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Does $\left\{0, 1, 2\right\}$ along with the operation of addition $\text{mod } 6$ form a group?

I have many practice questions like this, and I know I have to check closure, associativity, identity, and inverse to see if this forms a group.

I'm not completely clear on how to do this in the given context. Am I supposed to see if $0,1,2$ integers can be closed under addition in $\text{mod } 6$, are associative, have additive identity and inverses?

If so, how would I go about that for this? Is there any methods that would help a beginner understand this problem better?

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    $\begingroup$ Well, what is $2+2\pmod 6$? $\endgroup$
    – lulu
    Jan 25, 2022 at 1:17
  • $\begingroup$ $1 + 2 = 3 \mod 6$ which is not in the set $\endgroup$
    – balddraz
    Jan 25, 2022 at 1:17
  • $\begingroup$ So did I interpret the question correctly? $\endgroup$
    – eddie
    Jan 25, 2022 at 1:18
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    $\begingroup$ if you posed the question correctly then, yes. But it should be instantly clear to you that this set is not closed under addition $\pmod 6$. $\endgroup$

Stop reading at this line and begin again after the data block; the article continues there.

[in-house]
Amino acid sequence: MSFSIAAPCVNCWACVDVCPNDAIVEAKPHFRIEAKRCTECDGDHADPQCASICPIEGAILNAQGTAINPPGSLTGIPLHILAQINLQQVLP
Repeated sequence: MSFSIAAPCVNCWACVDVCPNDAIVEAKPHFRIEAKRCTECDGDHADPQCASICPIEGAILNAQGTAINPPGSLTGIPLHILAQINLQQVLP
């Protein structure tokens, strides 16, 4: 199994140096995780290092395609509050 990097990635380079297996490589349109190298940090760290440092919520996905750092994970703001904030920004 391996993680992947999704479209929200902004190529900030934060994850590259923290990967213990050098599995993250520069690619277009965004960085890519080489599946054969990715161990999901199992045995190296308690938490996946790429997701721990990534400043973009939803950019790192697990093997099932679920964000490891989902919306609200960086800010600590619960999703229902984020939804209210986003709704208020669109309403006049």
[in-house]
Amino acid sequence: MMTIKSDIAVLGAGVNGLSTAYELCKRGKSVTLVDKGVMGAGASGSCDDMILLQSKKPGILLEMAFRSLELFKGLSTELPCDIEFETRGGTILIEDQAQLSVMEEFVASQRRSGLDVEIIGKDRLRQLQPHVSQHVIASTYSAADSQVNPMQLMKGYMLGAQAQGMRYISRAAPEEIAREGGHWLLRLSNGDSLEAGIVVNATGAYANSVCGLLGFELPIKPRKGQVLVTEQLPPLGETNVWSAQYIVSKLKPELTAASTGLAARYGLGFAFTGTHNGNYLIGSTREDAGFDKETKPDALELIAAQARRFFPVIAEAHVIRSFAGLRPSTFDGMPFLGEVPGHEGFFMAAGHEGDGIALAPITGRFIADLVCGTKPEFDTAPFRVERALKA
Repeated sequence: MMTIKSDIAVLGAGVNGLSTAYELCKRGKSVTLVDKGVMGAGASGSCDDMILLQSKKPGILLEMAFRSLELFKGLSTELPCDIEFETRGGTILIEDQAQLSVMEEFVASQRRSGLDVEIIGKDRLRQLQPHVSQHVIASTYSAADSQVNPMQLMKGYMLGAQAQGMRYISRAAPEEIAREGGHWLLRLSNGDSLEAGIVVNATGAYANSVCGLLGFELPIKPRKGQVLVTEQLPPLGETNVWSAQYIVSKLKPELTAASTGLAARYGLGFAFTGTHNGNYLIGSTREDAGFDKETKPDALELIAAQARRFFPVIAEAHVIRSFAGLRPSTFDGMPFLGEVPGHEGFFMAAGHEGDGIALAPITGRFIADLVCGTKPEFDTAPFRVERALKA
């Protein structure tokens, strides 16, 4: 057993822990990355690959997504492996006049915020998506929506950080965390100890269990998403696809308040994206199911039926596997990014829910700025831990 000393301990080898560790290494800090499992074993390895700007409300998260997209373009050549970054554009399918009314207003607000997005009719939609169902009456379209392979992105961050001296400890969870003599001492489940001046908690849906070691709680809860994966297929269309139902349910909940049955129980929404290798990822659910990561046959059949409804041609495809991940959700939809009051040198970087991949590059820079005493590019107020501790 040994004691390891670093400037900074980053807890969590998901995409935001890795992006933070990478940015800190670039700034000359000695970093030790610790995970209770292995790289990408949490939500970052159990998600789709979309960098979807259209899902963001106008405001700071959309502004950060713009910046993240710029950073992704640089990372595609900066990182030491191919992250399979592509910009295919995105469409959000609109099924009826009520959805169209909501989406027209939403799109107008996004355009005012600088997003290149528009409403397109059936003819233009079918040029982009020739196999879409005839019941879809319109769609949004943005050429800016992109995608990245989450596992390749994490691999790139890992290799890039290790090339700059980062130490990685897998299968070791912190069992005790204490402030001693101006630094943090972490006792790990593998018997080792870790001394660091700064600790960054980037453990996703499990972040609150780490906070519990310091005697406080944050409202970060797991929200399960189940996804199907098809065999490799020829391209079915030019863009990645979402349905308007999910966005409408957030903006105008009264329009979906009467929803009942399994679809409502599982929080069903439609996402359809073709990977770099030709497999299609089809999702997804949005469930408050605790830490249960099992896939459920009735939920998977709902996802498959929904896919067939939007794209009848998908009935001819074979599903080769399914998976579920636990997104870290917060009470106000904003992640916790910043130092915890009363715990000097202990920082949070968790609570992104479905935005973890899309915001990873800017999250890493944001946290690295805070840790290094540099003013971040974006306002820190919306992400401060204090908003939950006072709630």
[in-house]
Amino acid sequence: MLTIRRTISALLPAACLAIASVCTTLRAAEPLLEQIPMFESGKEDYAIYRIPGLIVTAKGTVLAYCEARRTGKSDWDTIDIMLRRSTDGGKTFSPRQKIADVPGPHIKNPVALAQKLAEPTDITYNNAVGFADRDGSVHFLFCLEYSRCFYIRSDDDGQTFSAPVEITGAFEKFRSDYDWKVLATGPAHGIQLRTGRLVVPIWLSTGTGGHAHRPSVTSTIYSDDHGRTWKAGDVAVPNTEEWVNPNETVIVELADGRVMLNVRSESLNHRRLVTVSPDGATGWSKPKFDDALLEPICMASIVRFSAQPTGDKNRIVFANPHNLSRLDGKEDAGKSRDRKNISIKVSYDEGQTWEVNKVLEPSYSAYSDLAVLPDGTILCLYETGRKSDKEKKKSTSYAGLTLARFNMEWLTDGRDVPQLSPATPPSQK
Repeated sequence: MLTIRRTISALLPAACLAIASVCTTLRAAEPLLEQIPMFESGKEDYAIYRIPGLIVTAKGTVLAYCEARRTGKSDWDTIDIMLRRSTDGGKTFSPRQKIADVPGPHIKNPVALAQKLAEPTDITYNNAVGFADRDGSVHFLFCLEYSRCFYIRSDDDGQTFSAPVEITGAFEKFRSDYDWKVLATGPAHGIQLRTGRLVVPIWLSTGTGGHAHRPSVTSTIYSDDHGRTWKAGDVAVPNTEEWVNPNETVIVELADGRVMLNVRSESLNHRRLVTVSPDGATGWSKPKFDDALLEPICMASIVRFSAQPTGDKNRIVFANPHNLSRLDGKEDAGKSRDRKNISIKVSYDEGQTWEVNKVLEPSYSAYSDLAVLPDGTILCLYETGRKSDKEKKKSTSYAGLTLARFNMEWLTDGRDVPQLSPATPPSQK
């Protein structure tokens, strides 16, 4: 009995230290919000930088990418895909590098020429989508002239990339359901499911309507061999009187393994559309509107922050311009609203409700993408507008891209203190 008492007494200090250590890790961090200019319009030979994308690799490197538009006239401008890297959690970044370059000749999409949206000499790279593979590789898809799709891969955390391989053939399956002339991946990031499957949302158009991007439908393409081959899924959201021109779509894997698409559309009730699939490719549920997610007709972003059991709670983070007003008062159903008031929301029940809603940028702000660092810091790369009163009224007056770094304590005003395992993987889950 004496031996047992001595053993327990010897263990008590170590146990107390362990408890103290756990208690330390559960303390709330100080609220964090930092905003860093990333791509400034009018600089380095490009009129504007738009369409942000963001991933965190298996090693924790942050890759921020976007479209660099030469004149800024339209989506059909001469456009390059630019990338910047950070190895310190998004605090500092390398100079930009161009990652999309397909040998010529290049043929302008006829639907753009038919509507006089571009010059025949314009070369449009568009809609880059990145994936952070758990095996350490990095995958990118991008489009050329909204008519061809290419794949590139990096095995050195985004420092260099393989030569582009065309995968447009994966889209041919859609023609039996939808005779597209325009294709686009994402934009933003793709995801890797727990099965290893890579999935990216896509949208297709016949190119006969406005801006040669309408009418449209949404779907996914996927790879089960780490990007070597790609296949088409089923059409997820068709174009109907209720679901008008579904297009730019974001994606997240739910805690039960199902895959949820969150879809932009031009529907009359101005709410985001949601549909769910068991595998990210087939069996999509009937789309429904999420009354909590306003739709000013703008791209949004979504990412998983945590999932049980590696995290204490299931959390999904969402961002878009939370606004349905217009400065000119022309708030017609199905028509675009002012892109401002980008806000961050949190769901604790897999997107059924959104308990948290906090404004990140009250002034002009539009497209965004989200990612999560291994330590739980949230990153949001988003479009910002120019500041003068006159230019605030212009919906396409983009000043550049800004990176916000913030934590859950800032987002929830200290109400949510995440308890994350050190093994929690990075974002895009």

– lulu
    Jan 25, 2022 at 1:22
  • $\begingroup$ @ayeayemaung $1+2 = mod 6 = 3$ and $3$ not element of set, thus it's not a group since its not closed under addition? $\endgroup$
    – eddie
    Jan 25, 2022 at 1:23

1 Answer 1

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What you are basically asking if the set $\{\overline{0}, \overline{1}, \overline{2}\}$ is a subgroup of $\mathbb{Z}/6\mathbb{Z}$, the integers mod $6$. Well, the set is not closed since $\overline{2} + \overline{2} = \overline{4}$ is not an element of it.

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  • $\begingroup$ so $2+2=4mod6 = 4$, which is not in the set {$0,1,2$}, so it's not closed under addition? $\endgroup$
    – eddie
    Jan 25, 2022 at 15:43
  • $\begingroup$ suppose the set was {$0,2,4$}, this would be closed under addition in $mod6$ right? $\endgroup$
    – eddie
    Jan 25, 2022 at 15:45
  • $\begingroup$ Yes this is a subgroup indeed! $\endgroup$ Jan 25, 2022 at 15:46
  • $\begingroup$ So for {$0,2,4$}, I would still need to make sure it has additive inverses for $0,2,4$ in the set, and check for the identity, which is just $0$? And once I do that, then I can say it's a subgroup? $\endgroup$
    – eddie
    Jan 25, 2022 at 15:53
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    $\begingroup$ That makes everything much clearer, thanks so much!! :) $\endgroup$
    – eddie
    Jan 25, 2022 at 16:15

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